8.1 Introduction

Performance issues inevitably sneak into a project. Tracking down the issues is troublesome without the proper tools. Commercial performance-monitoring tools, such as JProbe or OptimizeIt, help pinpoint performance problems. These tools excel at providing performance metrics but typically require expert human intervention to run and interpret the results. These tools are not designed to execute automatically as part of a continuous integration processwhich is where JUnitPerf enters the picture.

JUnitPerf, available from http://www.clarkware.com/software/JUnitPerf.html, is a tool for continuous performance testing. JUnitPerf transparently wraps, or decorates existing JUnit tests without affecting the original test.[1] Remember that JUnit tests should execute quickly. Figure 8-1 shows the UML diagram for the JUnitPerf TimedTest.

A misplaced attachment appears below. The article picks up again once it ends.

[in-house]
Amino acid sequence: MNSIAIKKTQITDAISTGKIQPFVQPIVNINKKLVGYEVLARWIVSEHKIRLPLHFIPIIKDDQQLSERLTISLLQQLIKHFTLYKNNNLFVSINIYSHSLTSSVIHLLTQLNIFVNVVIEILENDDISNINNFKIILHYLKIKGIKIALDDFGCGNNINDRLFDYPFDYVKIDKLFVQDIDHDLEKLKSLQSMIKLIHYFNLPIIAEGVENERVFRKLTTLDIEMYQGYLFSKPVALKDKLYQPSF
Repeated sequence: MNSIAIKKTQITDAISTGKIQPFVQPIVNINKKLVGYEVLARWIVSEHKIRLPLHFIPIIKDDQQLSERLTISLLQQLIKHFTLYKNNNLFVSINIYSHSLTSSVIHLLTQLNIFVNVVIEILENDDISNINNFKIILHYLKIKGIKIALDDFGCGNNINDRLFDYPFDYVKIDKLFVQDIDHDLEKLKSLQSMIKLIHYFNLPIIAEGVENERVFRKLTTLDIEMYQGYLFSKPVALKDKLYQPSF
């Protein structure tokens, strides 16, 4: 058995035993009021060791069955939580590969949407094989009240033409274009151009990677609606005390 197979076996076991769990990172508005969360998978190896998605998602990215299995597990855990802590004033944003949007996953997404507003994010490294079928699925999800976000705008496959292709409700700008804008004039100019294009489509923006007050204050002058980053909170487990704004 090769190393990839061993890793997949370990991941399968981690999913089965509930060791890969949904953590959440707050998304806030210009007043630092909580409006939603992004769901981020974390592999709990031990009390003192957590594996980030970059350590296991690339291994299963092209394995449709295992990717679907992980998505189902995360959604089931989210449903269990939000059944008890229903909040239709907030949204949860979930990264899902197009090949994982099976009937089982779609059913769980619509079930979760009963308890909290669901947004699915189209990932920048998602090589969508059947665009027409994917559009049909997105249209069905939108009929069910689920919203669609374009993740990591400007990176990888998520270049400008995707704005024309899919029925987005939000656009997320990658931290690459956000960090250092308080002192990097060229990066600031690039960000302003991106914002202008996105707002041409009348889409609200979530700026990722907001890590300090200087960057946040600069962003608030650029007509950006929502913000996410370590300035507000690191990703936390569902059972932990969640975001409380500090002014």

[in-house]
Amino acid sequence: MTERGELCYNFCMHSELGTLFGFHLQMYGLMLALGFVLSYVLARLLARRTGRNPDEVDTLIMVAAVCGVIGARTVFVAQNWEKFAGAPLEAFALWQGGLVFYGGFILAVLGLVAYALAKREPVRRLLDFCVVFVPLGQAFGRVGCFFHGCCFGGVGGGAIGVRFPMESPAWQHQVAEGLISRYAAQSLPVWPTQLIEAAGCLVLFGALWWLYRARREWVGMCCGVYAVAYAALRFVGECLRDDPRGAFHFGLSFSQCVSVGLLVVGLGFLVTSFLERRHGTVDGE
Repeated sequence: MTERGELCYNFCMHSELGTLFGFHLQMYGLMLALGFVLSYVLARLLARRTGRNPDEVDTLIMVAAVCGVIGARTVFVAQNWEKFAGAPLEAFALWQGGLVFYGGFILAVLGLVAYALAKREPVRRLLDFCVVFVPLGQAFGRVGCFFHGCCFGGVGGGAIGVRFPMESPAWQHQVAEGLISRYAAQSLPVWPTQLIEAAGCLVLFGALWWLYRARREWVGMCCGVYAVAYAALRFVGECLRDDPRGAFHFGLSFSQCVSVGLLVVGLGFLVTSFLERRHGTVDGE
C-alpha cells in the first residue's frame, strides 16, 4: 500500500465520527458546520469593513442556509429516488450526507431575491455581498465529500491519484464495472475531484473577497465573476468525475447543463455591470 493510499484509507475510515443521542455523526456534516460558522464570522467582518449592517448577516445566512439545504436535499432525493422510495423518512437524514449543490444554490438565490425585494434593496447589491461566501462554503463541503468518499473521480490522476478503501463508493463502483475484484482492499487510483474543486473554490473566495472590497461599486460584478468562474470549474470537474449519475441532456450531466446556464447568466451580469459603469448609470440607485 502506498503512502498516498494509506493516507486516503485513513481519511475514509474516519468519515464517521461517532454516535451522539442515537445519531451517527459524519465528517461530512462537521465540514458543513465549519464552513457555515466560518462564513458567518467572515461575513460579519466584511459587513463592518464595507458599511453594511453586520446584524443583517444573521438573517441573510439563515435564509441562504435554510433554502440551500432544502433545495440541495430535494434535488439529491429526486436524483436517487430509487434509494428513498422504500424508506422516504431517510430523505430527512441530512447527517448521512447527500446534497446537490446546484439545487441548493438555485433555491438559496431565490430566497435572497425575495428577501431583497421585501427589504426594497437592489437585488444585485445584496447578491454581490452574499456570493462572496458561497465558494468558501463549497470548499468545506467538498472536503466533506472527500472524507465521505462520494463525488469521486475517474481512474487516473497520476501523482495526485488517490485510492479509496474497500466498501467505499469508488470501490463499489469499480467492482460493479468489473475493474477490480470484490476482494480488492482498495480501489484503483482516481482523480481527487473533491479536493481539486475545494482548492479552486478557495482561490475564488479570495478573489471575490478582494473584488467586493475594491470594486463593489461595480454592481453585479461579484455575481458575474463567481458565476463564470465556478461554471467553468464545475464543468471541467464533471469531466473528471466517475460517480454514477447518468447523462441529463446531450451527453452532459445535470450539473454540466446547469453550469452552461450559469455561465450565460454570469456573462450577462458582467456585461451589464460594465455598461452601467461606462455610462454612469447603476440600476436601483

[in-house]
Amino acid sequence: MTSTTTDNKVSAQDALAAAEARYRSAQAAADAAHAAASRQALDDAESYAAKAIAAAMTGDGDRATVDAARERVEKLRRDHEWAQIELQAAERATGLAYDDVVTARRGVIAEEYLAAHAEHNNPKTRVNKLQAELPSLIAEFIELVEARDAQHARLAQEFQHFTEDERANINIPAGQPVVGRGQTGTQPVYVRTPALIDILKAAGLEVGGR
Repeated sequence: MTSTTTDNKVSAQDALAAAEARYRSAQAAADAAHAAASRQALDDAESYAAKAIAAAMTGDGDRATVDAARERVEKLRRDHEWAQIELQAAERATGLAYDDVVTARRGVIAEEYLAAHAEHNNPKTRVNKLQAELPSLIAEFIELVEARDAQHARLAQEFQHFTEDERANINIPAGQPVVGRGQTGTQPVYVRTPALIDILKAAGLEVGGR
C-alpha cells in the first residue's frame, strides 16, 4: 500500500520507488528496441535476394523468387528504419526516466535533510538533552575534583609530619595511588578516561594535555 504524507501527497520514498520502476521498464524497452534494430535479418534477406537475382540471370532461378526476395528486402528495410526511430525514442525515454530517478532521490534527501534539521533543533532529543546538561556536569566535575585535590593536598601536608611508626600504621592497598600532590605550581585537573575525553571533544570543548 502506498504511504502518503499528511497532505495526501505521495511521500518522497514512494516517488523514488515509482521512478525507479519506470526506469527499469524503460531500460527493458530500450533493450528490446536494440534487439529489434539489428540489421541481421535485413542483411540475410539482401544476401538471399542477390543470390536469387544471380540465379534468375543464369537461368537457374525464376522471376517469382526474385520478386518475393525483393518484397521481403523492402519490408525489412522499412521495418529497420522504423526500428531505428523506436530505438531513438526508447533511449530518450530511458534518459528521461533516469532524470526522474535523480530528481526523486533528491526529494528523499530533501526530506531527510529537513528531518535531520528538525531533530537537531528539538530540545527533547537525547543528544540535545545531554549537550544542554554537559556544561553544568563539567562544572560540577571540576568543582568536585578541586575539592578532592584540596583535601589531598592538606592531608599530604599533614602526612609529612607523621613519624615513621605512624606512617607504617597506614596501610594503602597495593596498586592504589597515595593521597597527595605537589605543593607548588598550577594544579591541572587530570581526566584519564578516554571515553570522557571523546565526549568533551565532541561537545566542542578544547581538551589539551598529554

[1] For more information on the decorator pattern refer to Design Patterns: Elements of Reusable Object-Oriented Software (Addison-Wesley) by Erich Gamma, et al.

JUnitPerf tests can (and should) be executed separately from normal JUnit tests. This approach ensures that the overall execution of JUnit tests isn't hindered by the additional time spent executing JUnitPerf tests.

Figure 8-1. JUnitPerf UML diagram

Here's a quick overview of how a JUnitPerf timed test works. The following occurs when a JUnitPerf TimedTest.run(TestCase) method is invoked:

  1. Retrieve the current time (before JUnit test execution).

  2. Call super.run(TestResult) to run the JUnit test, where super refers to the JUnit TestDecorator.

  3. Retrieve the current time (after JUnit test execution).

  4. If the elapsed time turns out to be greater than the maximum allowed time, then a junit.framework.AssertionFailedError(String) is thrown. Otherwise, the test passes.